IOOS Partners Testify Before House Subcommittee on Coast Guard and Transportation

On July 31, Lisa Hazard from Scripps and SCCOOS and Toby Garfield from San Francisco State University and CeNCOOS testified at a hearing “How to Improve Efficiency, Safety and Security of Maritime Transportation:  Better Use and Integration of Maritime Domain Awareness.   You can watch their testimony here.

SCCOOS: Orange County Sanitation District Diversion

The Orange County Sanitation District (OCSD) discharges its treated effluent from a 120-inch ocean outfall that terminates in 200 feet of water, approximately 4.5 miles offshore Newport Beach and Huntington Beach. The discharged plume typically stays well below the ocean surface and away from recreational (water contact) use areas. The District has a secondary, 78-inch outfall located in about 60 feet of water, 1 mile off the coast. From this discharge point, it is expected that the discharged effluent will rise to the water surface and into recreational use areas. OCSD’s 2004 discharge permit allowed discharges through the 78-inch outfall only under emergency conditions. Avoidance of its use has been a key objective of plant construction and maintenance projects and OCSD developed detailed contingency plans for each one. In May 2007, the Southern California Coastal Observing System (SCCOOS) provided requested data and product support during planned ocean outfall repairs as part of a monitoring contingency plan. SCCOOS provided local views of modeled surf zone waves and currents, near real-time meteorological observations, and surface currents for use by OCSD and the Orange County Health Care Agency. Under a new permit, slated to be issued in June 2012, OCSD will be allowed to use the 78-inch outfall for non-emergency plant operations. In September 2012, OCSD will divert flow from the 120-inch outfall to the 78-inch outfall as part of a project to inspect, assess, and rehabilitate the Outfall Land Section and Ocean Outfall Booster Pump Station Piping. OCSD has requested a report from SCCOOS and CeNCOOS synthesizing the results of the diversion’s modeling and monitoring activities and a technical review of those activities and results highlighting successes, failures, and lessons learned.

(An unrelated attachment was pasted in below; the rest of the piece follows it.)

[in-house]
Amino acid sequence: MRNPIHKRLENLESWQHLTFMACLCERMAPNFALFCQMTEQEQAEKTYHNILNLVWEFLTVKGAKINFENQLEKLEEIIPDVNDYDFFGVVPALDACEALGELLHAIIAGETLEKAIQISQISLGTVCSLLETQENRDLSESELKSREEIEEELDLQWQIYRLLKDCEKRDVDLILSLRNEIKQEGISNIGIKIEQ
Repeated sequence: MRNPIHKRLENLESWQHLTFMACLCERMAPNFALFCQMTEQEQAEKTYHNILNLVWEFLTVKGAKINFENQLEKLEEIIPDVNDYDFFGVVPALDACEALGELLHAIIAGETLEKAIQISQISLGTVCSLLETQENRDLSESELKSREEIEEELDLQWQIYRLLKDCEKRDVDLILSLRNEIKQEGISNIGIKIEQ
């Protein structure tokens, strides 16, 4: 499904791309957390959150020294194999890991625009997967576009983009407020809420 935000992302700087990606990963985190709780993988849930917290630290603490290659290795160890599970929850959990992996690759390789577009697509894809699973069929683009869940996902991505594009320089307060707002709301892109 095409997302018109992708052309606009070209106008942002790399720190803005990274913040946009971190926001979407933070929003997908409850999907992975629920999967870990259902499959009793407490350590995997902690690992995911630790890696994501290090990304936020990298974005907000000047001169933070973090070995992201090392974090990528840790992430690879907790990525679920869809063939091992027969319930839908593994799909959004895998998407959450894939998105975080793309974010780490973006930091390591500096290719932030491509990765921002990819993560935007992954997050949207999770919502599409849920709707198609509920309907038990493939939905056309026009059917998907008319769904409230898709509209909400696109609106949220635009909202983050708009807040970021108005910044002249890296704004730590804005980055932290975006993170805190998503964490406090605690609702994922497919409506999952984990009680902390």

"There’s no reason to assume that harmful algae dominate the system, and every reason to monitor it,” said University of California researcher Dave Caron.

NERACOOS: Providing Safe Conditions for Pilots to Board Ships

The Penobscot Bay Pilots routinely use NERACOOS buoys as they make decisions when to board ships that they pilot into various ports. In their operations, they primarily look at winds, waves, visibility and currents. These buoys are operated by The University of Maine Physical Oceanography Group.  From Captain David Gelinas, Penobscot River and Bay Pilot: 

The coast of Maine supports mutli-million dollar fishing and tourism industries so when making decisions about bringing a 700 foot tanker full of fuel into port we need the best ocean and weather information possible, which is why we depend on IOOS buoy observations and forecasts to ensure safety and efficiency of these critical operations. I had an interesting job last week, getting on a tanker at Monhegan Island that was coming up from Boston.  While the seas at the pilot boarding area were only 4' when the ship left Boston, your wave prediction page showed them to be 8-11' with a short period by the time the ship would have been there due to an approaching low pressure system.  Sure enough that's what they were, and I cancelled the job for that day well in advance of the vessel's arrival.  The seas eventually reached nearly 20' later that night.  We set up boarding for 1500 the next day, when the prediction showed a more modest 8' sea with a much longer period between waves.  It was still a challenging boarding, but the ability to so accurately predict the seas and establish a schedule greatly contributed to the safety of the job, as well as provided the shipper with a firm idea of when his ship would come into port.  This is just one story that demonstrates your organizations' contribution to safe, efficient port operations in Penobscot Bay.